Arthur F. Hussander (1865–1943)

The son of Scandinavian immigrants, Arthur F. Hussander grew up in Chicago.  He received a degree in architecture from Cornell University in 1889.  In 1900, he was a draughtsman in the Architect’s Department of the Board of Education.  Two years later, he had been promoted to serve as one of seven superintendents of construction.  In 1903, his salary as superintendent was $45 per week.  He worked in this position under three successive head architects: William B. Mundie, Robert B. Williamson and Dwight H. Perkins.  When the Board of Education removed Perkins from his position in 1910, they appointed Hussander Acting Architect.  He continued to work under the “acting” status for two years, and served as the official Architect to the Board from 1913 through 1920.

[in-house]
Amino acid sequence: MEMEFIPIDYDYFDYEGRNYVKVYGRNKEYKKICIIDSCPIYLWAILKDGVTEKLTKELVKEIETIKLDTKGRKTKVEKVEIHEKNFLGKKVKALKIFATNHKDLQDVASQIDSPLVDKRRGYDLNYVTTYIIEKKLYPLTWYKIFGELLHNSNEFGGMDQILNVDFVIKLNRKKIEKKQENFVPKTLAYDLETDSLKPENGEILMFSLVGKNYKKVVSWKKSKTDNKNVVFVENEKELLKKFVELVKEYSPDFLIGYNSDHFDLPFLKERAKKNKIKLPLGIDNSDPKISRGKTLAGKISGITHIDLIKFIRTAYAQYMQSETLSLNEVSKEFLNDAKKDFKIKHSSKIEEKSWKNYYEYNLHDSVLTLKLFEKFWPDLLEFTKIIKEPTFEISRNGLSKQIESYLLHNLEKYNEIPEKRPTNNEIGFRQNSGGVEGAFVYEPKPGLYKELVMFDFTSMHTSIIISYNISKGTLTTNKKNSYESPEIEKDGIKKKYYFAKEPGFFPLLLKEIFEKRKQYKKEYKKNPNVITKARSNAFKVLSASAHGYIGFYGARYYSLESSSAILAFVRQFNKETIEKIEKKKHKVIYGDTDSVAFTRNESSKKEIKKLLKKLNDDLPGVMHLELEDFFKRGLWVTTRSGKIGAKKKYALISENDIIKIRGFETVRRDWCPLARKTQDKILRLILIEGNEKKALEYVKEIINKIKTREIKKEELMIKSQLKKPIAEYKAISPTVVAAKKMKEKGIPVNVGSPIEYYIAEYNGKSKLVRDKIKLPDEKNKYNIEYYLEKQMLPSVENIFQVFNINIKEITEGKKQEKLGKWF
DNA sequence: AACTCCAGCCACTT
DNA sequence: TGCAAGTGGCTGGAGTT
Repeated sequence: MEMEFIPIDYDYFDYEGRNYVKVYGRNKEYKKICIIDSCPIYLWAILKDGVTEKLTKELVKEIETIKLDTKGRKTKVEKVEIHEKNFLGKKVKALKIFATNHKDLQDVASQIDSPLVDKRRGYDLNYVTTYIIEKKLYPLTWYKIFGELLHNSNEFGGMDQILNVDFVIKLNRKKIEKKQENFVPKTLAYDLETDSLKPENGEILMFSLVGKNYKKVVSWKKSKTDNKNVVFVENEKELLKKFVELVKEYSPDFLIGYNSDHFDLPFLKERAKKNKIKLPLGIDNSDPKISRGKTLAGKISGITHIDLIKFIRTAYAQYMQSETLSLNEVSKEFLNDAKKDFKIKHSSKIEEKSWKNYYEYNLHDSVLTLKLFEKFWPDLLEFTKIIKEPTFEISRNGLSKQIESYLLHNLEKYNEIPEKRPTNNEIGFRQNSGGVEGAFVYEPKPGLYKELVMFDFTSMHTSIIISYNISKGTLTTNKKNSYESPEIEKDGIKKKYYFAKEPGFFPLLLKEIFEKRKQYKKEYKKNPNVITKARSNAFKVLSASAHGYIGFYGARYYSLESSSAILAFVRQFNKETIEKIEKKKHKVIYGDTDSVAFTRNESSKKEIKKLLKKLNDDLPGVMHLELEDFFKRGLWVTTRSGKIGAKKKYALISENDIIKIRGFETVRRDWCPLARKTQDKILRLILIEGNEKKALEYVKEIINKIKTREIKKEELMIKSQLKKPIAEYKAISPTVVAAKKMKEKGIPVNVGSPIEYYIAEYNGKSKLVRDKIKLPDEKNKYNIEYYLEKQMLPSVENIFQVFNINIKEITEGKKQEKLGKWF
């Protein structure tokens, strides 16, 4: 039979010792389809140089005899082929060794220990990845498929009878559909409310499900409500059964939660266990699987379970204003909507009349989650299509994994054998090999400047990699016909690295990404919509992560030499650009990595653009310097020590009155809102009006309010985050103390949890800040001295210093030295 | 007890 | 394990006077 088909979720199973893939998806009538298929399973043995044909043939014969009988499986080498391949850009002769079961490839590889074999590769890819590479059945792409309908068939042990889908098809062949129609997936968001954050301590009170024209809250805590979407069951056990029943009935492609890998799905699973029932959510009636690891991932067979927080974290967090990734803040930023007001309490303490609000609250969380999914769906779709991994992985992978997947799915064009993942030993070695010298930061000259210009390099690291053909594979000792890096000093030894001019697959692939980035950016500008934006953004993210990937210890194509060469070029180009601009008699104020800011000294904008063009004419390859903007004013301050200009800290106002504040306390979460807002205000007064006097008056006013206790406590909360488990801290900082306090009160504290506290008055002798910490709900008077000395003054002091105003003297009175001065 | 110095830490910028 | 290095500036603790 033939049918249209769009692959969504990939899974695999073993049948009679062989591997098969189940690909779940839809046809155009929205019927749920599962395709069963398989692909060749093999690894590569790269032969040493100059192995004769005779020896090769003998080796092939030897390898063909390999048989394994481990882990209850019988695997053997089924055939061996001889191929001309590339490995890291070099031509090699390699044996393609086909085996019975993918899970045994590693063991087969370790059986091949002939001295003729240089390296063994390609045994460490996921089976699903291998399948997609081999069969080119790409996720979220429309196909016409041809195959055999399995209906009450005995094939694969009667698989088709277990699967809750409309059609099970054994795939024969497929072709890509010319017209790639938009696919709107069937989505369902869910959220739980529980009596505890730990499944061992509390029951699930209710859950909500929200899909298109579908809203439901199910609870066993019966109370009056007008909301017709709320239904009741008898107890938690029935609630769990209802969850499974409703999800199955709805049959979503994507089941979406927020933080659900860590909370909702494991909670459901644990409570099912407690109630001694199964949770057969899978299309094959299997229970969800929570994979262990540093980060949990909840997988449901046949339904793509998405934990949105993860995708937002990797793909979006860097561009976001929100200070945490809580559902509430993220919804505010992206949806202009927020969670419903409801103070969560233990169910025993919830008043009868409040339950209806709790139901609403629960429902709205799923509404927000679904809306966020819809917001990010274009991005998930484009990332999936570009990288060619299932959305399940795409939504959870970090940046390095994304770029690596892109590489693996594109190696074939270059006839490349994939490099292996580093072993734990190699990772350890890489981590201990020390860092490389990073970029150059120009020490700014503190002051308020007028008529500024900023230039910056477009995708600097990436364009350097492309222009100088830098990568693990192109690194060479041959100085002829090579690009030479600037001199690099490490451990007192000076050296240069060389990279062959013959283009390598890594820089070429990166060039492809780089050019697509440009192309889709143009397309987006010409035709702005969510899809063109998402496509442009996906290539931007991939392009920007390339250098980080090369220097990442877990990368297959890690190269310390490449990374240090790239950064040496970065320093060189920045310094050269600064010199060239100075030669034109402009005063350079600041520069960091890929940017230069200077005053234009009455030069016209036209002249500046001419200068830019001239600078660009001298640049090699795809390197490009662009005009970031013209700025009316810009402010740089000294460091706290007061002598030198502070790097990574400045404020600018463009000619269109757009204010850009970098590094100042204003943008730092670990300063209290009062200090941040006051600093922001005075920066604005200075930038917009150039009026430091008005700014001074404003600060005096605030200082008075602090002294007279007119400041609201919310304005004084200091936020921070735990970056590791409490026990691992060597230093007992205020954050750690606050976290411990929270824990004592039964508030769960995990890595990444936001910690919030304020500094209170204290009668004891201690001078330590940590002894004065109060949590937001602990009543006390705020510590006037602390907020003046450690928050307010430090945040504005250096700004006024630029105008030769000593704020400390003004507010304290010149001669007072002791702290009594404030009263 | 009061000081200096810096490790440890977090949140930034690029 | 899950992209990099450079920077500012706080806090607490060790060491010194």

In contrast to the progressive design of schools during the tenure of Dwight H. Perkins, Hussander produced handsome schools in a Classical style.  He did, however, follow up on some of Perkins’s design philosophies such as providing windows in every classroom, raising the grade levels of basements to provide healthier spaces, and improving ventilation.  Hussander prepared plans for more than 60 new Chicago Public School buildings and 45 additions to existing structures.  His school designs include Lindblom Technical School; Senn High School; Carter Harrison Technical School (now Maria Saucedo Scholastic Academy); and Bell, Herzl, Parkside, Peirce, Pope, Thorp, and Riis elementary schools are examples of his work. Hussander also maintained a small practice designing apartments, commercial buildings, and churches in Chicago. He served as the First Vice President for the Illinois Society of Architects in 1917, and as President in 1918 and 1919.